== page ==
Just as the Colorado Rapids already have a partnership with Toca for their youth soccer club, other MLS clubs could follow suit, with Maruyama calling expansion into squad markets a “priority.” The league recently made youth football a focal point, having launched the MLS Next academy league and also teaming up with grassroots coaching app Mojo. But there are also opportunities for fan engagement, with components of the Toca experience – sporting or social – to be adapted into an MLS team stadium.
“Toca is interesting in that I think it really hits on two key demos for us,” says Schlosser. “First, young kids who could eventually get into an academy program or just become an MLS fan – both are really positive for us – but then, second, they also have people who are in their centers just playing mixed or five-a-side football. on the football side, young adults. It’s also a very interesting demographic that fits very well with who we talk to right now and who we want to talk to every day.
MLS Emerging Ventures SVP Chris Schlosser tells SportTechie that Toca is helping hit a key demo of young players who can enroll in an academy program or simply become an MLS fan.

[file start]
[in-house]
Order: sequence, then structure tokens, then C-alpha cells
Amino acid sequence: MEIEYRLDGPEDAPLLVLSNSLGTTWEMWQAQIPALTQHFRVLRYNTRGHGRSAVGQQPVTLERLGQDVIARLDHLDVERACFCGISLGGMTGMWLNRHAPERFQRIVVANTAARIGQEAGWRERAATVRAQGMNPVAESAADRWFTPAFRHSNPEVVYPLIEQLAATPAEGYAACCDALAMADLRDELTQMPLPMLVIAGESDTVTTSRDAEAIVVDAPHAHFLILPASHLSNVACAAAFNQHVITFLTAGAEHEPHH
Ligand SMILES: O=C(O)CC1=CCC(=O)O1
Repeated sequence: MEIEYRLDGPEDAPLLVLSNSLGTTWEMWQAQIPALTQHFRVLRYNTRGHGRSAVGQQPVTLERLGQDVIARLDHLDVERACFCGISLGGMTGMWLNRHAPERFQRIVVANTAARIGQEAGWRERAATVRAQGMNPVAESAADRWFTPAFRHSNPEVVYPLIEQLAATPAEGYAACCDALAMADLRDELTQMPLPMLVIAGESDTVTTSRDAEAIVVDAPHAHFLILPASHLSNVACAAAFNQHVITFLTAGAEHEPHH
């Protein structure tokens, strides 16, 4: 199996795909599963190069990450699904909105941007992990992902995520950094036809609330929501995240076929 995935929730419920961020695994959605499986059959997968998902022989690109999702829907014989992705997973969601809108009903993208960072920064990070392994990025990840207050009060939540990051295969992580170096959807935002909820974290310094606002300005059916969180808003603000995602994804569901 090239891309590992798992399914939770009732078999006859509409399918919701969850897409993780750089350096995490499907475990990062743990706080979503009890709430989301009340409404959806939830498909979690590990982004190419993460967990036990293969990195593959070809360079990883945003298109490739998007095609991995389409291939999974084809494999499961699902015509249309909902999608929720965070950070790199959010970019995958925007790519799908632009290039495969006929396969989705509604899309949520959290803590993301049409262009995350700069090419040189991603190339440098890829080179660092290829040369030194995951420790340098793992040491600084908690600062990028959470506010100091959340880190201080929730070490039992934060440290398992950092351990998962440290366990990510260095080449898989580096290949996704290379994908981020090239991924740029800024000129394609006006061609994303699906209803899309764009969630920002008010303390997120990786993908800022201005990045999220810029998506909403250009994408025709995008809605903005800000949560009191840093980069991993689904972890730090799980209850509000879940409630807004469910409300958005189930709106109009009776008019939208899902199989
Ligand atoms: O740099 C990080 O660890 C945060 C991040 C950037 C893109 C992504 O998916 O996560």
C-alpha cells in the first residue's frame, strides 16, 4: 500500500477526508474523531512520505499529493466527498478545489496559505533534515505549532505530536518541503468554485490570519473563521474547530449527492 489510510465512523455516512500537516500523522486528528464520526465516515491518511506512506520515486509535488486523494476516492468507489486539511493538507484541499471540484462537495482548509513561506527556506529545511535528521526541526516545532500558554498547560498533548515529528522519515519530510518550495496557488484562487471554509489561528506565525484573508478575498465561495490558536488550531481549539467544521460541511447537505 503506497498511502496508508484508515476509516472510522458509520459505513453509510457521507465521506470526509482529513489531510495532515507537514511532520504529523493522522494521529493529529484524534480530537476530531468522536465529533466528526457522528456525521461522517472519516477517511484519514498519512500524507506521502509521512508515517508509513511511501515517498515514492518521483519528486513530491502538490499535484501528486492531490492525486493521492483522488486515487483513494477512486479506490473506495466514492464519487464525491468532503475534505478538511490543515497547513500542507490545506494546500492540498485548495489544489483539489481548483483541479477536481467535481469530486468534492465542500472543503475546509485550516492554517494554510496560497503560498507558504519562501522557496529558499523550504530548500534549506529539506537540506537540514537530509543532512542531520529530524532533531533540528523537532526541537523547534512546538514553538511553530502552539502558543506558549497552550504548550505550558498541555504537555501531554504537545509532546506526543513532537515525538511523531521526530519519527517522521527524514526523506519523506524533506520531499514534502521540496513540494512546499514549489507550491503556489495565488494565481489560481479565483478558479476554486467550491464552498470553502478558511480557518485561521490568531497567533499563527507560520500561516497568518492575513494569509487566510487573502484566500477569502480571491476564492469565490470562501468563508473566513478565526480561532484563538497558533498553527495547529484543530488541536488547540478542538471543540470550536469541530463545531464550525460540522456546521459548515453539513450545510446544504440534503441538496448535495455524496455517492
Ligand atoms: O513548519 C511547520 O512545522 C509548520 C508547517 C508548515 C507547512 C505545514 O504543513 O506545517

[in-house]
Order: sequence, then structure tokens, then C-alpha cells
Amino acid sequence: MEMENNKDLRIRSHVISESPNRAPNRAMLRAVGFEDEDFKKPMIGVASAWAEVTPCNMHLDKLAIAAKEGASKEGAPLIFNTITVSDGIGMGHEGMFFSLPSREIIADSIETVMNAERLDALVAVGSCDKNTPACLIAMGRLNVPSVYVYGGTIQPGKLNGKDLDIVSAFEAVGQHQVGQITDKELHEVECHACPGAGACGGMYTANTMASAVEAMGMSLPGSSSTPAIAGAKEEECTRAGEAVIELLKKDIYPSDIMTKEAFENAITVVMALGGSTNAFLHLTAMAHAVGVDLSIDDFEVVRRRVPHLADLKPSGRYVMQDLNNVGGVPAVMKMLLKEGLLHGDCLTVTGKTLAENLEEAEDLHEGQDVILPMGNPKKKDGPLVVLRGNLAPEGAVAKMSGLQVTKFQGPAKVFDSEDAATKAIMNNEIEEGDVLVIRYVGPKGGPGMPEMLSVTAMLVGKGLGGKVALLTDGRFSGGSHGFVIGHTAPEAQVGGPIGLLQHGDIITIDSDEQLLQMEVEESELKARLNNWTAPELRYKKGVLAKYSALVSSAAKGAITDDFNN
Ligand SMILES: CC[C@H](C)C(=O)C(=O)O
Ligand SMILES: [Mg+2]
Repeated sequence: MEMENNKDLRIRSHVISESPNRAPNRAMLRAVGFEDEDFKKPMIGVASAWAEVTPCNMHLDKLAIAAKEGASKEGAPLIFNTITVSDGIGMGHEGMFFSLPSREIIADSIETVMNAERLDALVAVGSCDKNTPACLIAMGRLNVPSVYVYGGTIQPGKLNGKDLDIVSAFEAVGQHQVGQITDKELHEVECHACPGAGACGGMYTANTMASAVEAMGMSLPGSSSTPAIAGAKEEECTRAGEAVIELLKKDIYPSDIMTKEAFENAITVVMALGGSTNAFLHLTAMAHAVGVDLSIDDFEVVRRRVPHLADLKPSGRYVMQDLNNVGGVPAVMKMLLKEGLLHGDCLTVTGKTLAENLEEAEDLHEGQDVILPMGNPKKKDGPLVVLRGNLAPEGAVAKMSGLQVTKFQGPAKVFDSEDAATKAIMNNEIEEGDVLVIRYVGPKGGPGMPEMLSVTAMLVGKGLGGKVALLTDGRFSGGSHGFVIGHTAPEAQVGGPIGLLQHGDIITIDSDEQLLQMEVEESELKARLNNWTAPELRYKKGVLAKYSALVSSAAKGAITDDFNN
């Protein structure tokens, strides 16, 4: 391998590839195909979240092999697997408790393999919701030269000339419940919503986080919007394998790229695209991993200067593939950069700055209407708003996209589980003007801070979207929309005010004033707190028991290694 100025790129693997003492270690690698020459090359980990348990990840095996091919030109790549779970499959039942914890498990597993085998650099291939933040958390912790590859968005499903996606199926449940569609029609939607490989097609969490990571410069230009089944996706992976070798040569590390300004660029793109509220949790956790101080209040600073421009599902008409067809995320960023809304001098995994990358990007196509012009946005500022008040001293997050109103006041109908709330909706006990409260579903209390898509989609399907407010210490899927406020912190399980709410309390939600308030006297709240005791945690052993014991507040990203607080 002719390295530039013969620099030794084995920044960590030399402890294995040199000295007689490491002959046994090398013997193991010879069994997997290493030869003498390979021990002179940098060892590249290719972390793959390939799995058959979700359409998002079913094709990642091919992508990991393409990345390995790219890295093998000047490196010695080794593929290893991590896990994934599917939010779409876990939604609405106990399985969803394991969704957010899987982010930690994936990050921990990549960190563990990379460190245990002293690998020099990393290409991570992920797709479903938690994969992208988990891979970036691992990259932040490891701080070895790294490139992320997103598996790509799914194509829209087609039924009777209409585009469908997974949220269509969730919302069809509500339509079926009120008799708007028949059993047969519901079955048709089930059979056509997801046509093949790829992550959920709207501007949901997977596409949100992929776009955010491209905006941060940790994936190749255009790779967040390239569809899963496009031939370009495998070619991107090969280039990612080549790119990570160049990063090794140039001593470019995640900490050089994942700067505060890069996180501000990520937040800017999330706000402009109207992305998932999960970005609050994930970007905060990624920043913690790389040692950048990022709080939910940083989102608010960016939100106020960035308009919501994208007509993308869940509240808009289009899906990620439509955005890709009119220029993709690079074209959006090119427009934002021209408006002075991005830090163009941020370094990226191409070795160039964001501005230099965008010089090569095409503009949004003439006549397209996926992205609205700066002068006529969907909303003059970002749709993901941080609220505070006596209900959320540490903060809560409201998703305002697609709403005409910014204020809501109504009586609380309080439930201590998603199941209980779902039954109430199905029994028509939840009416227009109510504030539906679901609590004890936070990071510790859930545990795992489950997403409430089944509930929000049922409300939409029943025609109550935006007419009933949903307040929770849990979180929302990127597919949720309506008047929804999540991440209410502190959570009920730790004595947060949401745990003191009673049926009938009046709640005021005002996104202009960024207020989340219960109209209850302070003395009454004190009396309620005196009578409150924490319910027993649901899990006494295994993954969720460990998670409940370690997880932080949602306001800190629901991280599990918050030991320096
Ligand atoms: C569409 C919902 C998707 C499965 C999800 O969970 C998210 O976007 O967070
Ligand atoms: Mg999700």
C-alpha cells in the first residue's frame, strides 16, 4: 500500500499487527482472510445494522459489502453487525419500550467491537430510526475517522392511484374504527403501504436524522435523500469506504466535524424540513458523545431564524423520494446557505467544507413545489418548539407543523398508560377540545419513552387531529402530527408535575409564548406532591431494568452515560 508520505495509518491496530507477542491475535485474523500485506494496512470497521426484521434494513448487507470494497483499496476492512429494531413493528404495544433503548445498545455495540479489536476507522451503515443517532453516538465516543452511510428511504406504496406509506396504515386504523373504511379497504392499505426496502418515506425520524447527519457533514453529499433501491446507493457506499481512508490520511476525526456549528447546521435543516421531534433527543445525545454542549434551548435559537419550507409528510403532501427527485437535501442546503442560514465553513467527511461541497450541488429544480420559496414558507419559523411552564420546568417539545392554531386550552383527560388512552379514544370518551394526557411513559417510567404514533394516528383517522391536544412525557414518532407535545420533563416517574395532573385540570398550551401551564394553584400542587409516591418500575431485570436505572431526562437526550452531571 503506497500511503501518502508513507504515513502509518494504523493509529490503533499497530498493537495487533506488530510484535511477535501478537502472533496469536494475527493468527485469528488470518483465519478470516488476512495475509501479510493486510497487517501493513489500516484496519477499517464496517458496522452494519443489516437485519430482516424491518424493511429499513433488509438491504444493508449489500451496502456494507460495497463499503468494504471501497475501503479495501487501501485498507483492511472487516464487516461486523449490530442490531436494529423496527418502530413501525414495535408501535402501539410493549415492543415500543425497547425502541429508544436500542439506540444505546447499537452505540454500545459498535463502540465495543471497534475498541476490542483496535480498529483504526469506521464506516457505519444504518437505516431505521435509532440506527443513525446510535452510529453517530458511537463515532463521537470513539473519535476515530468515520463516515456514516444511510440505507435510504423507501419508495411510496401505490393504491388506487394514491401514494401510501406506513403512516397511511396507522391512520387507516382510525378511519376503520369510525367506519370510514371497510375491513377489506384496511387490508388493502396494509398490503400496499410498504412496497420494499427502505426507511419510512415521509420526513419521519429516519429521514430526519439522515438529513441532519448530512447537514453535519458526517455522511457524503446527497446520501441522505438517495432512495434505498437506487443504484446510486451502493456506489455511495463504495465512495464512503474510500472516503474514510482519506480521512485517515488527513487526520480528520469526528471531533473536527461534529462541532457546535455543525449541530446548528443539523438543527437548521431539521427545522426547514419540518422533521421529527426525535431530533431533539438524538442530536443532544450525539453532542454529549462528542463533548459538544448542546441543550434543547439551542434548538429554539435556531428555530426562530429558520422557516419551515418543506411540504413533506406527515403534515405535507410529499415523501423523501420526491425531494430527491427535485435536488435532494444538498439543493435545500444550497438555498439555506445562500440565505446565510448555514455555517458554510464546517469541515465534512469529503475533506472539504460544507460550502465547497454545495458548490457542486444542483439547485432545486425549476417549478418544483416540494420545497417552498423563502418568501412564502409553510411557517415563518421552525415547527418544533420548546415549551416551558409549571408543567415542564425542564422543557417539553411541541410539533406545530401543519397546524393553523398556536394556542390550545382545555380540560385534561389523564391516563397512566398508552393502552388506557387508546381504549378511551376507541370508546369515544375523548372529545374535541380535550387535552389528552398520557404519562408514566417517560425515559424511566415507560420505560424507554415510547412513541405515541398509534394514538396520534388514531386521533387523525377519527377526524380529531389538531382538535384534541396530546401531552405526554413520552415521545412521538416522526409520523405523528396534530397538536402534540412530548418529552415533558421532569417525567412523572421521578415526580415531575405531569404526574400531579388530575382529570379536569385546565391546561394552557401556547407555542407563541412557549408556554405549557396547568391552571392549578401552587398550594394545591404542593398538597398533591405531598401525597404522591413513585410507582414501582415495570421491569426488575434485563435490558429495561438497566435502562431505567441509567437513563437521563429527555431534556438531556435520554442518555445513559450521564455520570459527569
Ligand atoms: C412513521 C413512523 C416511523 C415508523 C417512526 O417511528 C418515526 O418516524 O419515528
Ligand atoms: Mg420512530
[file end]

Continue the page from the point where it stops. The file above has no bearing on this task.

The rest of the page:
When Toca acquires a new football facility, the first order of business is IT integration. Data captured from its performance technologies is stored in a central warehouse, says Maryuama. As more successful players train at their facilities – he says 40% of the U.S. Women’s National Team are alumni – then this data set will have increasing value in setting standards that can help guide individual players as well as college recruiters and professional scouts.
“I thought, as did Erik, that there was this gaping, missing hole in the football industry, which is you have teams and leagues that focus on fandom and viewership. . And then you have manufacturers, the Nikes and Adidas all over the world that make cleats or other things to supply. But there’s no one in the middle there who is focused squarely on experiments,” Maruyama says.
“Imagine kids and families in an immersive environment where they can play games alongside or with amazing professional players from MLS teams; it’s just a dream come true. And in many ways, it’s about gamifying or creating a video game-like environment in which individuals can play with their favorite pros. And I’m really excited to be able to offer this because it’s an experience that no one has offered so far.